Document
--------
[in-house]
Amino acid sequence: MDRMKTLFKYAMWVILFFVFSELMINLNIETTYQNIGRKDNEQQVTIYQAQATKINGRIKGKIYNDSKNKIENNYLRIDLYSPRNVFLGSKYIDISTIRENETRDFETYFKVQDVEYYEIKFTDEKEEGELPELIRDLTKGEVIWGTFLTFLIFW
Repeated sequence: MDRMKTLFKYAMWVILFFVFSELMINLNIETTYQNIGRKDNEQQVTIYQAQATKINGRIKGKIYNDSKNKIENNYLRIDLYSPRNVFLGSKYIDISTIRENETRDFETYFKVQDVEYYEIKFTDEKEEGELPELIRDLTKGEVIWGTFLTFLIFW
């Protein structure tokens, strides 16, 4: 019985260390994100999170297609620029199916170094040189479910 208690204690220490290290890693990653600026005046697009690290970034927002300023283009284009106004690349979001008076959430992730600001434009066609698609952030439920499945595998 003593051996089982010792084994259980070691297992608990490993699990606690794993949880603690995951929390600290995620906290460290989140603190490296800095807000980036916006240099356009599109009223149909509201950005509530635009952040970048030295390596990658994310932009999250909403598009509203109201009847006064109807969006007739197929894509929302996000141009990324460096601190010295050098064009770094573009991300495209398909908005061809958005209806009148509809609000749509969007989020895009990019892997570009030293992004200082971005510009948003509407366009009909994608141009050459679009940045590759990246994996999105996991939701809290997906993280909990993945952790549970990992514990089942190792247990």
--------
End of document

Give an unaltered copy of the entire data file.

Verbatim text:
[in-house]
Amino acid sequence: MDRMKTLFKYAMWVILFFVFSELMINLNIETTYQNIGRKDNEQQVTIYQAQATKINGRIKGKIYNDSKNKIENNYLRIDLYSPRNVFLGSKYIDISTIRENETRDFETYFKVQDVEYYEIKFTDEKEEGELPELIRDLTKGEVIWGTFLTFLIFW
Repeated sequence: MDRMKTLFKYAMWVILFFVFSELMINLNIETTYQNIGRKDNEQQVTIYQAQATKINGRIKGKIYNDSKNKIENNYLRIDLYSPRNVFLGSKYIDISTIRENETRDFETYFKVQDVEYYEIKFTDEKEEGELPELIRDLTKGEVIWGTFLTFLIFW
């Protein structure tokens, strides 16, 4: 019985260390994100999170297609620029199916170094040189479910 208690204690220490290290890693990653600026005046697009690290970034927002300023283009284009106004690349979001008076959430992730600001434009066609698609952030439920499945595998 003593051996089982010792084994259980070691297992608990490993699990606690794993949880603690995951929390600290995620906290460290989140603190490296800095807000980036916006240099356009599109009223149909509201950005509530635009952040970048030295390596990658994310932009999250909403598009509203109201009847006064109807969006007739197929894509929302996000141009990324460096601190010295050098064009770094573009991300495209398909908005061809958005209806009148509809609000749509969007989020895009990019892997570009030293992004200082971005510009948003509407366009009909994608141009050459679009940045590759990246994996999105996991939701809290997906993280909990993945952790549970990992514990089942190792247990």